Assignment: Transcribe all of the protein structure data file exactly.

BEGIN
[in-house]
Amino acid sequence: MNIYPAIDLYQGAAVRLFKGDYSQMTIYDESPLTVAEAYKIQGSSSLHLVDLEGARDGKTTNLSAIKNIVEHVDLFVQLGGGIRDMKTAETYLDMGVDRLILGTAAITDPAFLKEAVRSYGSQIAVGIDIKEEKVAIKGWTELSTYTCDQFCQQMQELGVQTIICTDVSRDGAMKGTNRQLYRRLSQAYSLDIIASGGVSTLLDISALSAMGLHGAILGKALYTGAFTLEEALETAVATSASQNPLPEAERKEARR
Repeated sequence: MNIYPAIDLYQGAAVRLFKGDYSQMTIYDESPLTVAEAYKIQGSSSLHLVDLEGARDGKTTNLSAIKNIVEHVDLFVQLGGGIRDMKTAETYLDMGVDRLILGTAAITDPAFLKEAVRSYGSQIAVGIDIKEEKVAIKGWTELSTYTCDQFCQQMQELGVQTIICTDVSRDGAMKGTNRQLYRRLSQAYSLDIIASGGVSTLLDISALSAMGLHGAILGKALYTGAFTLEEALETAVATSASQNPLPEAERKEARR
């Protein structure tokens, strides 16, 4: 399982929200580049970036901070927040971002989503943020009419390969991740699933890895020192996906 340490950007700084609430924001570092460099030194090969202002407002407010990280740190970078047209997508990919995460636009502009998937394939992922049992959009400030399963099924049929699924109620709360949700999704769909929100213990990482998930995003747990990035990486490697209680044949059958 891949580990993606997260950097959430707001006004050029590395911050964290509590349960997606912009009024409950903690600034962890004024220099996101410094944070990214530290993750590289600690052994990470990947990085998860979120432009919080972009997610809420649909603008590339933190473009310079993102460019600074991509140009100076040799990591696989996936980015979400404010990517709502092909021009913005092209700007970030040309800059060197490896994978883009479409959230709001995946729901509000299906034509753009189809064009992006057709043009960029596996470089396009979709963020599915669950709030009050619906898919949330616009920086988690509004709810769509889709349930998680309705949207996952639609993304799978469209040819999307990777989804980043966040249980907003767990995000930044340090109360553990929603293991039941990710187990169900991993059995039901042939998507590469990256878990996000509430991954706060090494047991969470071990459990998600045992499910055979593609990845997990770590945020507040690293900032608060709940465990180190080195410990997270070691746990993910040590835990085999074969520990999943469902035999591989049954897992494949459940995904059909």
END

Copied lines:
[in-house]
Amino acid sequence: MNIYPAIDLYQGAAVRLFKGDYSQMTIYDESPLTVAEAYKIQGSSSLHLVDLEGARDGKTTNLSAIKNIVEHVDLFVQLGGGIRDMKTAETYLDMGVDRLILGTAAITDPAFLKEAVRSYGSQIAVGIDIKEEKVAIKGWTELSTYTCDQFCQQMQELGVQTIICTDVSRDGAMKGTNRQLYRRLSQAYSLDIIASGGVSTLLDISALSAMGLHGAILGKALYTGAFTLEEALETAVATSASQNPLPEAERKEARR
Repeated sequence: MNIYPAIDLYQGAAVRLFKGDYSQMTIYDESPLTVAEAYKIQGSSSLHLVDLEGARDGKTTNLSAIKNIVEHVDLFVQLGGGIRDMKTAETYLDMGVDRLILGTAAITDPAFLKEAVRSYGSQIAVGIDIKEEKVAIKGWTELSTYTCDQFCQQMQELGVQTIICTDVSRDGAMKGTNRQLYRRLSQAYSLDIIASGGVSTLLDISALSAMGLHGAILGKALYTGAFTLEEALETAVATSASQNPLPEAERKEARR
């Protein structure tokens, strides 16, 4: 399982929200580049970036901070927040971002989503943020009419390969991740699933890895020192996906 340490950007700084609430924001570092460099030194090969202002407002407010990280740190970078047209997508990919995460636009502009998937394939992922049992959009400030399963099924049929699924109620709360949700999704769909929100213990990482998930995003747990990035990486490697209680044949059958 891949580990993606997260950097959430707001006004050029590395911050964290509590349960997606912009009024409950903690600034962890004024220099996101410094944070990214530290993750590289600690052994990470990947990085998860979120432009919080972009997610809420649909603008590339933190473009310079993102460019600074991509140009100076040799990591696989996936980015979400404010990517709502092909021009913005092209700007970030040309800059060197490896994978883009479409959230709001995946729901509000299906034509753009189809064009992006057709043009960029596996470089396009979709963020599915669950709030009050619906898919949330616009920086988690509004709810769509889709349930998680309705949207996952639609993304799978469209040819999307990777989804980043966040249980907003767990995000930044340090109360553990929603293991039941990710187990169900991993059995039901042939998507590469990256878990996000509430991954706060090494047991969470071990459990998600045992499910055979593609990845997990770590945020507040690293900032608060709940465990180190080195410990997270070691746990993910040590835990085999074969520990999943469902035999591989049954897992494949459940995904059909």